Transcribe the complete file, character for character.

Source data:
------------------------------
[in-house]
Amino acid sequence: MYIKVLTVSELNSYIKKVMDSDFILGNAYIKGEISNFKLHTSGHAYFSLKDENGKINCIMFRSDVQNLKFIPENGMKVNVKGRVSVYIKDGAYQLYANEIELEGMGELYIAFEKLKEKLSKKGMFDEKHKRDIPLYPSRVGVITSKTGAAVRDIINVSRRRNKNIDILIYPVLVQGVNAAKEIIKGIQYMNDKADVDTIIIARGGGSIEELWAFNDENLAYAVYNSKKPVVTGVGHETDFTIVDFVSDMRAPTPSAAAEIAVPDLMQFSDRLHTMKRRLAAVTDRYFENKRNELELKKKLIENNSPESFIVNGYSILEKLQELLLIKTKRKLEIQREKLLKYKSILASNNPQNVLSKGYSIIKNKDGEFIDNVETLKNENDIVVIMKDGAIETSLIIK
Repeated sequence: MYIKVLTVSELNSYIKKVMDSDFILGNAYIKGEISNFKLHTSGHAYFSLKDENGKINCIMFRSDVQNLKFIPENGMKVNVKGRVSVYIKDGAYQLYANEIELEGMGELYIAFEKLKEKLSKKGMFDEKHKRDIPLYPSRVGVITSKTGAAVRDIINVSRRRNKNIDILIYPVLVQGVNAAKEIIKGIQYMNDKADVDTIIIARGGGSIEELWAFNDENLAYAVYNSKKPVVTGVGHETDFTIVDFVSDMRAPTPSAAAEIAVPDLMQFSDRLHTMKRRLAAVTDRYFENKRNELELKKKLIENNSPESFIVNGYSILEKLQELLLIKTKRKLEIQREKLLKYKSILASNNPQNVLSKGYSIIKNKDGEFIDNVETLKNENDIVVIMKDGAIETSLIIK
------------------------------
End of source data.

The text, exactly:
[in-house]
Amino acid sequence: MYIKVLTVSELNSYIKKVMDSDFILGNAYIKGEISNFKLHTSGHAYFSLKDENGKINCIMFRSDVQNLKFIPENGMKVNVKGRVSVYIKDGAYQLYANEIELEGMGELYIAFEKLKEKLSKKGMFDEKHKRDIPLYPSRVGVITSKTGAAVRDIINVSRRRNKNIDILIYPVLVQGVNAAKEIIKGIQYMNDKADVDTIIIARGGGSIEELWAFNDENLAYAVYNSKKPVVTGVGHETDFTIVDFVSDMRAPTPSAAAEIAVPDLMQFSDRLHTMKRRLAAVTDRYFENKRNELELKKKLIENNSPESFIVNGYSILEKLQELLLIKTKRKLEIQREKLLKYKSILASNNPQNVLSKGYSIIKNKDGEFIDNVETLKNENDIVVIMKDGAIETSLIIK
Repeated sequence: MYIKVLTVSELNSYIKKVMDSDFILGNAYIKGEISNFKLHTSGHAYFSLKDENGKINCIMFRSDVQNLKFIPENGMKVNVKGRVSVYIKDGAYQLYANEIELEGMGELYIAFEKLKEKLSKKGMFDEKHKRDIPLYPSRVGVITSKTGAAVRDIINVSRRRNKNIDILIYPVLVQGVNAAKEIIKGIQYMNDKADVDTIIIARGGGSIEELWAFNDENLAYAVYNSKKPVVTGVGHETDFTIVDFVSDMRAPTPSAAAEIAVPDLMQFSDRLHTMKRRLAAVTDRYFENKRNELELKKKLIENNSPESFIVNGYSILEKLQELLLIKTKRKLEIQREKLLKYKSILASNNPQNVLSKGYSIIKNKDGEFIDNVETLKNENDIVVIMKDGAIETSLIIK